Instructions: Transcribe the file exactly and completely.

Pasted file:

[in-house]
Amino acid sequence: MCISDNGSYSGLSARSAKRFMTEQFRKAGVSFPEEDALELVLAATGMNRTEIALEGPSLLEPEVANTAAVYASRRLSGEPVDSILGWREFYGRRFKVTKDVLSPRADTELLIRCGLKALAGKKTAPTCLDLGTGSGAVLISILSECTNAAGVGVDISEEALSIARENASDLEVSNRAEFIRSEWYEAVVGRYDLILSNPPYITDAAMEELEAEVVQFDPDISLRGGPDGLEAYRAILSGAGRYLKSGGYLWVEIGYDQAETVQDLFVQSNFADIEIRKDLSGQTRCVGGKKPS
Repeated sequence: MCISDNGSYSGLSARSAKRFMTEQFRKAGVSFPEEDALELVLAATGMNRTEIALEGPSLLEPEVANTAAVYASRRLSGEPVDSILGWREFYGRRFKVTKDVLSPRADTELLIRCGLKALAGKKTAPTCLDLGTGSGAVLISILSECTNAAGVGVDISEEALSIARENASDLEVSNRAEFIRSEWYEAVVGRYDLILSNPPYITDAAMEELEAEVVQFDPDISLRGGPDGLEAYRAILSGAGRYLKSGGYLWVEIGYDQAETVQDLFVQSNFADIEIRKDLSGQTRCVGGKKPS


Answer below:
[in-house]
Amino acid sequence: MCISDNGSYSGLSARSAKRFMTEQFRKAGVSFPEEDALELVLAATGMNRTEIALEGPSLLEPEVANTAAVYASRRLSGEPVDSILGWREFYGRRFKVTKDVLSPRADTELLIRCGLKALAGKKTAPTCLDLGTGSGAVLISILSECTNAAGVGVDISEEALSIARENASDLEVSNRAEFIRSEWYEAVVGRYDLILSNPPYITDAAMEELEAEVVQFDPDISLRGGPDGLEAYRAILSGAGRYLKSGGYLWVEIGYDQAETVQDLFVQSNFADIEIRKDLSGQTRCVGGKKPS
Repeated sequence: MCISDNGSYSGLSARSAKRFMTEQFRKAGVSFPEEDALELVLAATGMNRTEIALEGPSLLEPEVANTAAVYASRRLSGEPVDSILGWREFYGRRFKVTKDVLSPRADTELLIRCGLKALAGKKTAPTCLDLGTGSGAVLISILSECTNAAGVGVDISEEALSIARENASDLEVSNRAEFIRSEWYEAVVGRYDLILSNPPYITDAAMEELEAEVVQFDPDISLRGGPDGLEAYRAILSGAGRYLKSGGYLWVEIGYDQAETVQDLFVQSNFADIEIRKDLSGQTRCVGGKKPS